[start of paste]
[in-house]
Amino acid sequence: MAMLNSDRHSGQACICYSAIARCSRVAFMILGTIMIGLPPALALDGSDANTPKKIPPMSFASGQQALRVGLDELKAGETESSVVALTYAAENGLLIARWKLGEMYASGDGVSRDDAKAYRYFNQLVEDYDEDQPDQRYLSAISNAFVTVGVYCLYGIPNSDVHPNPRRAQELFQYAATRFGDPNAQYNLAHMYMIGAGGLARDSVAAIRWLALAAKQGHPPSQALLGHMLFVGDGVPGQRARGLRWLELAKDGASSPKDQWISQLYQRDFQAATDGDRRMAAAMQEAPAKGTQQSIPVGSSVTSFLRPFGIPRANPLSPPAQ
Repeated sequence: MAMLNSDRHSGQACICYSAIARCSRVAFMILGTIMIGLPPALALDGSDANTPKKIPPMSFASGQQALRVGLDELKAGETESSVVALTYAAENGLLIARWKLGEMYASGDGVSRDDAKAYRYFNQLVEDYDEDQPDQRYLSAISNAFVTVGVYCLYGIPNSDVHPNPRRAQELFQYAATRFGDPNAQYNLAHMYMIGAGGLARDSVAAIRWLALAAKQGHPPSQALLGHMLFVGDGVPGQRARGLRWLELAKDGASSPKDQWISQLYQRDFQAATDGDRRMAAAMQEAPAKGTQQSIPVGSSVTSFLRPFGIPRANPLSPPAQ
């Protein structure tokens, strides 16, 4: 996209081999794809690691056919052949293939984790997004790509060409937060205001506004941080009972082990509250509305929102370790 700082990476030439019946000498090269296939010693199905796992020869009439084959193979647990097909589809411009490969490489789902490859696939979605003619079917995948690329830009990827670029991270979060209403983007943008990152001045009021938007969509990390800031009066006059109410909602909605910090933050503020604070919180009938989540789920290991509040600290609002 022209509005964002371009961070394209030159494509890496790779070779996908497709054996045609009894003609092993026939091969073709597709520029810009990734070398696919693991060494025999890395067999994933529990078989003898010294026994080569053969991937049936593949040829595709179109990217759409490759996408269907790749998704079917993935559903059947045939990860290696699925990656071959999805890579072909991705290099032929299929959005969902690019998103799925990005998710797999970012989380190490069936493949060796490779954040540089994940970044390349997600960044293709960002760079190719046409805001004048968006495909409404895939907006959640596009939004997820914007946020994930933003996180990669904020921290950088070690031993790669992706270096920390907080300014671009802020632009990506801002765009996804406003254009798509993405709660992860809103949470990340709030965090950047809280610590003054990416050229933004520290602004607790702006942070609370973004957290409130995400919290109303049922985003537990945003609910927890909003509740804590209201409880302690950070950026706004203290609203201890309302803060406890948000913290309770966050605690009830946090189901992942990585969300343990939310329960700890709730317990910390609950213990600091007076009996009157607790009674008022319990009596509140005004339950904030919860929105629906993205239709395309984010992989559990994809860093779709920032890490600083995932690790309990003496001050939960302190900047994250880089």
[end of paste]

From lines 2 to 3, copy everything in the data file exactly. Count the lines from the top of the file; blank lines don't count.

Amino acid sequence: MAMLNSDRHSGQACICYSAIARCSRVAFMILGTIMIGLPPALALDGSDANTPKKIPPMSFASGQQALRVGLDELKAGETESSVVALTYAAENGLLIARWKLGEMYASGDGVSRDDAKAYRYFNQLVEDYDEDQPDQRYLSAISNAFVTVGVYCLYGIPNSDVHPNPRRAQELFQYAATRFGDPNAQYNLAHMYMIGAGGLARDSVAAIRWLALAAKQGHPPSQALLGHMLFVGDGVPGQRARGLRWLELAKDGASSPKDQWISQLYQRDFQAATDGDRRMAAAMQEAPAKGTQQSIPVGSSVTSFLRPFGIPRANPLSPPAQ
Repeated sequence: MAMLNSDRHSGQACICYSAIARCSRVAFMILGTIMIGLPPALALDGSDANTPKKIPPMSFASGQQALRVGLDELKAGETESSVVALTYAAENGLLIARWKLGEMYASGDGVSRDDAKAYRYFNQLVEDYDEDQPDQRYLSAISNAFVTVGVYCLYGIPNSDVHPNPRRAQELFQYAATRFGDPNAQYNLAHMYMIGAGGLARDSVAAIRWLALAAKQGHPPSQALLGHMLFVGDGVPGQRARGLRWLELAKDGASSPKDQWISQLYQRDFQAATDGDRRMAAAMQEAPAKGTQQSIPVGSSVTSFLRPFGIPRANPLSPPAQ